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CFC overhaul

Feb. 3, 2013 - 11:34AM   |  
  |   Comments

Regarding “OPM plans CFC overhaul as pledges plummet,” Jan. 21 issue: Why not simply dump this program?

Every day the picture for government employees looks more tenuous. Why would anyone not expect the numbers at the Combined Federal Campaign to plummet?

No overhaul required — simply dump the program. If people wish to give, let them find their own charities.

Fred Moore

Grovetown, Ga.

Of course Combined Federal Campaign contributions are shrinking. Federal workers’ pay has been frozen for 2½ years, and now Congress is debating extending the freeze. Federal workers are fed up with abuse from the public and lawmakers.

The Office of Personnel Management asked workers if we would be willing to donate to charities through the Combined Federal Campaign when the price of everything — except federal salaries — was skyrocketing. Of course contributions declined; that is one way the federal workforce’s dissatisfaction with the pay freeze and ongoing slander is manifesting itself.

There is no need to overhaul the Combined Federal Campaign. It doesn’t need an overhaul. When the pay freeze is over and federal workers begin receiving their due, then contributions will start to increase.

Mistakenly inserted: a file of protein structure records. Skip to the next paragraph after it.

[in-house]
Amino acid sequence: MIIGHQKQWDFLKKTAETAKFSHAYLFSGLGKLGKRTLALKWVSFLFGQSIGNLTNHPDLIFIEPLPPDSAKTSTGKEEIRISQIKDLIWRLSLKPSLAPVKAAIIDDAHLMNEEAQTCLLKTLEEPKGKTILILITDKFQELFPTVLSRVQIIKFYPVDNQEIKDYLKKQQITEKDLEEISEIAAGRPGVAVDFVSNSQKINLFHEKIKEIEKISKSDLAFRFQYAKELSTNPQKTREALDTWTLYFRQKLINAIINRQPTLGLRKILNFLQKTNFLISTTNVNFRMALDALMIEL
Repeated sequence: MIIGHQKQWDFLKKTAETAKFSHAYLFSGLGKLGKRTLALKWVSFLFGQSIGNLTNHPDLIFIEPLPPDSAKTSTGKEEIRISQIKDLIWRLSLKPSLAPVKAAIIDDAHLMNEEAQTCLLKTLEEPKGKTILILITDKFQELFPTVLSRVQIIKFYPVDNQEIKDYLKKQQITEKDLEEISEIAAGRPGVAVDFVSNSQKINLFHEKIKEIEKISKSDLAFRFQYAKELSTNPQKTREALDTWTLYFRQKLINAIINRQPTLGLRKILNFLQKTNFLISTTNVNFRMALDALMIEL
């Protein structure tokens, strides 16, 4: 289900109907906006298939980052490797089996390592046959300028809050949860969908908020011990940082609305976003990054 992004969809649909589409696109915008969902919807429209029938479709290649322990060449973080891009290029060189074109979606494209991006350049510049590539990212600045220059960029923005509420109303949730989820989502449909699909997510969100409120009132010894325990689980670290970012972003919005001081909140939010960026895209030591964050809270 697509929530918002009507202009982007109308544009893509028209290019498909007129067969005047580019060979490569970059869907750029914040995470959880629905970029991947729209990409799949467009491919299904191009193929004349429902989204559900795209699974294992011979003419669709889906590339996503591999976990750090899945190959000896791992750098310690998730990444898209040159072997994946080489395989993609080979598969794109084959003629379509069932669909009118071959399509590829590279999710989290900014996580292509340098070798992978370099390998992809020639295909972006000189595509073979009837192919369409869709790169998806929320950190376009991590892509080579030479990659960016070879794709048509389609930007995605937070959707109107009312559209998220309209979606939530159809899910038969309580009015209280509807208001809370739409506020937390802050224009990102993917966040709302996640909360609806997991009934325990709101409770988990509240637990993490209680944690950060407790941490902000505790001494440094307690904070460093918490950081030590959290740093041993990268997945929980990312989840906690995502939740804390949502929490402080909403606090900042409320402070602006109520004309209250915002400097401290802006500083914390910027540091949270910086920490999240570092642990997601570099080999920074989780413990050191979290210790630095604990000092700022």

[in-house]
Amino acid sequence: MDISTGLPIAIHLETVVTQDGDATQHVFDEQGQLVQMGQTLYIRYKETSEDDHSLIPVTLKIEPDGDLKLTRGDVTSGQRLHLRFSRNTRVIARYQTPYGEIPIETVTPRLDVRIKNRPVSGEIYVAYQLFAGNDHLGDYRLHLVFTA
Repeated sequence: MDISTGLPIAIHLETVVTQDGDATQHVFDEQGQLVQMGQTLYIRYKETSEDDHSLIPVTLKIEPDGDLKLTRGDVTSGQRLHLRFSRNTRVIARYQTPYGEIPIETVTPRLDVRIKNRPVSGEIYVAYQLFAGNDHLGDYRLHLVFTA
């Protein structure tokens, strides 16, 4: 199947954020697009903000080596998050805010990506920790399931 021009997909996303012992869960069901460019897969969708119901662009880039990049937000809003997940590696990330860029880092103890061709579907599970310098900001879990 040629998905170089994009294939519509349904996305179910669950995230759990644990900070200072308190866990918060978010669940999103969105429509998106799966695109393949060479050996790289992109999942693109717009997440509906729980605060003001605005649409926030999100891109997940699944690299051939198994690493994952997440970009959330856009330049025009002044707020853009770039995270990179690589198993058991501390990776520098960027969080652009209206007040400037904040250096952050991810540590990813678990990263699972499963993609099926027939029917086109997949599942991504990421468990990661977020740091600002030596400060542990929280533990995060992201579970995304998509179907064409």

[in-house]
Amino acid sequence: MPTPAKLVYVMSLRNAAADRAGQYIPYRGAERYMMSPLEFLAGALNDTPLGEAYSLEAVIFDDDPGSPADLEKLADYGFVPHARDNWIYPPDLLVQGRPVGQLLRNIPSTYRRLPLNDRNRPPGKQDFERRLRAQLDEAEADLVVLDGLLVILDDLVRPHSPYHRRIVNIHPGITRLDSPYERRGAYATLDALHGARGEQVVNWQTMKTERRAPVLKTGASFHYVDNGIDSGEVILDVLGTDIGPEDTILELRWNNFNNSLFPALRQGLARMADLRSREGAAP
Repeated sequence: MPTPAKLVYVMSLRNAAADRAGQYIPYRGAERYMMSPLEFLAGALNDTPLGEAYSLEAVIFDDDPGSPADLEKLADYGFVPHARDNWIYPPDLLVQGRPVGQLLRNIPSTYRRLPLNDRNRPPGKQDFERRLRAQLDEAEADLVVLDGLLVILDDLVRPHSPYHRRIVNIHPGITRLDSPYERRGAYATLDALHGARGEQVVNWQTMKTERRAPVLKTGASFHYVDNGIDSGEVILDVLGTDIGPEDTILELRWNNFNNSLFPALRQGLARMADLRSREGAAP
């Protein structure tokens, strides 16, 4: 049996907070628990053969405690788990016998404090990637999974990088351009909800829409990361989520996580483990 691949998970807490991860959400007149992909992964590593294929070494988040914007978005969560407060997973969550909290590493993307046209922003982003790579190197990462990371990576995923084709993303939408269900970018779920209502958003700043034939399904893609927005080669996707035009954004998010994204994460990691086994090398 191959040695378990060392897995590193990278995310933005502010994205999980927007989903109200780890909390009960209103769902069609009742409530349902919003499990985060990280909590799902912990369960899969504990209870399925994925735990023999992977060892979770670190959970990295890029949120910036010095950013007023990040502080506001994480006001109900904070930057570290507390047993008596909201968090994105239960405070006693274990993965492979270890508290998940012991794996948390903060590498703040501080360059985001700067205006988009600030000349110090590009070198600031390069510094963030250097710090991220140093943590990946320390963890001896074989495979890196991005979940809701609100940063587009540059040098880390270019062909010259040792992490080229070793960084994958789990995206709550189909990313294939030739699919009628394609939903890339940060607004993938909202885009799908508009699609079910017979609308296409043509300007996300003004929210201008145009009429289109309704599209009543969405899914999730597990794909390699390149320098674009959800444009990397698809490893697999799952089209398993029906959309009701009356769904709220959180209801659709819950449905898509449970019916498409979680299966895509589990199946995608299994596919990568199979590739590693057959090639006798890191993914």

Jeffrey Cross, Coast Guard Civil Engineering Unit

Oakland, Calif.

The Jan. 21 article posited that Superstorm Sandy and cuts in cost-of-living adjustments cuts caused declining CFC donations. For me, the great insult to donors is the inclusion of “charities” that do not help struggling people.

A couple of years ago, I was stunned to see Pheasants Forever, which is a hunters’ organization, included. Now we have many variations on Save the Dogs, which does not fit human-centered moral priorities. Trust me, dog lovers can locate their charities without this help.

United Way and CFC have hurt themselves with a too-wide agenda diverging from the traditional people-centered charities. When you see your favorite type of organization losing funds this way, you use the Web or your church to target money where it helps those who are struggling.

Robert A. Young

Roanoke, Va.

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